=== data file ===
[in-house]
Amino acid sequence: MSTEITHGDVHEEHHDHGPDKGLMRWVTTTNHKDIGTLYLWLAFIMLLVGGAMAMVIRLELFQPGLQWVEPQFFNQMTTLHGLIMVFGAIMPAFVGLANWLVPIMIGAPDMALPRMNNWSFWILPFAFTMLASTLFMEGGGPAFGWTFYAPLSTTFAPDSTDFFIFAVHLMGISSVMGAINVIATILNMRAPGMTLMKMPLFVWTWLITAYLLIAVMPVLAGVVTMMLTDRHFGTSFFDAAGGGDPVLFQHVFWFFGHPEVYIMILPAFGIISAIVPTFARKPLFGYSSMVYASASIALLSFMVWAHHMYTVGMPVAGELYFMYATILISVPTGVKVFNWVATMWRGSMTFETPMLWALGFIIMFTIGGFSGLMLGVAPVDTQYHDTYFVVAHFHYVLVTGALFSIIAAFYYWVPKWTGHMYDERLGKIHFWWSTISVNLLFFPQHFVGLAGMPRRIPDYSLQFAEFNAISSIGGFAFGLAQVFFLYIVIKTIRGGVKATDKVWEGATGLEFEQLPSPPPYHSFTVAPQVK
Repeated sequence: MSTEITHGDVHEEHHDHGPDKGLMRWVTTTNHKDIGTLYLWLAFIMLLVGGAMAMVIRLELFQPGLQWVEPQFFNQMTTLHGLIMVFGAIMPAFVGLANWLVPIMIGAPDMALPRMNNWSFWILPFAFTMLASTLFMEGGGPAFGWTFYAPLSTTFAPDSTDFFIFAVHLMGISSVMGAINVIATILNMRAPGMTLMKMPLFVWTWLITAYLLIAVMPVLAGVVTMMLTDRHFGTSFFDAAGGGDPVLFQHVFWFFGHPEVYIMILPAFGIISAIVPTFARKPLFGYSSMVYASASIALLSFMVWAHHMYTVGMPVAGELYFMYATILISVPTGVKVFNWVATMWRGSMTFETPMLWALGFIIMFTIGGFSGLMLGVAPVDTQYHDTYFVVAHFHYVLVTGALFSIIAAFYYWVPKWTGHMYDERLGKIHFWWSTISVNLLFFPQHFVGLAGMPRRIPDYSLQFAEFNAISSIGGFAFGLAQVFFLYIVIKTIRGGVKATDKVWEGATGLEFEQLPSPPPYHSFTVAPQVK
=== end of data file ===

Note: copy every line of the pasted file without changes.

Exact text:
[in-house]
Amino acid sequence: MSTEITHGDVHEEHHDHGPDKGLMRWVTTTNHKDIGTLYLWLAFIMLLVGGAMAMVIRLELFQPGLQWVEPQFFNQMTTLHGLIMVFGAIMPAFVGLANWLVPIMIGAPDMALPRMNNWSFWILPFAFTMLASTLFMEGGGPAFGWTFYAPLSTTFAPDSTDFFIFAVHLMGISSVMGAINVIATILNMRAPGMTLMKMPLFVWTWLITAYLLIAVMPVLAGVVTMMLTDRHFGTSFFDAAGGGDPVLFQHVFWFFGHPEVYIMILPAFGIISAIVPTFARKPLFGYSSMVYASASIALLSFMVWAHHMYTVGMPVAGELYFMYATILISVPTGVKVFNWVATMWRGSMTFETPMLWALGFIIMFTIGGFSGLMLGVAPVDTQYHDTYFVVAHFHYVLVTGALFSIIAAFYYWVPKWTGHMYDERLGKIHFWWSTISVNLLFFPQHFVGLAGMPRRIPDYSLQFAEFNAISSIGGFAFGLAQVFFLYIVIKTIRGGVKATDKVWEGATGLEFEQLPSPPPYHSFTVAPQVK
Repeated sequence: MSTEITHGDVHEEHHDHGPDKGLMRWVTTTNHKDIGTLYLWLAFIMLLVGGAMAMVIRLELFQPGLQWVEPQFFNQMTTLHGLIMVFGAIMPAFVGLANWLVPIMIGAPDMALPRMNNWSFWILPFAFTMLASTLFMEGGGPAFGWTFYAPLSTTFAPDSTDFFIFAVHLMGISSVMGAINVIATILNMRAPGMTLMKMPLFVWTWLITAYLLIAVMPVLAGVVTMMLTDRHFGTSFFDAAGGGDPVLFQHVFWFFGHPEVYIMILPAFGIISAIVPTFARKPLFGYSSMVYASASIALLSFMVWAHHMYTVGMPVAGELYFMYATILISVPTGVKVFNWVATMWRGSMTFETPMLWALGFIIMFTIGGFSGLMLGVAPVDTQYHDTYFVVAHFHYVLVTGALFSIIAAFYYWVPKWTGHMYDERLGKIHFWWSTISVNLLFFPQHFVGLAGMPRRIPDYSLQFAEFNAISSIGGFAFGLAQVFFLYIVIKTIRGGVKATDKVWEGATGLEFEQLPSPPPYHSFTVAPQVK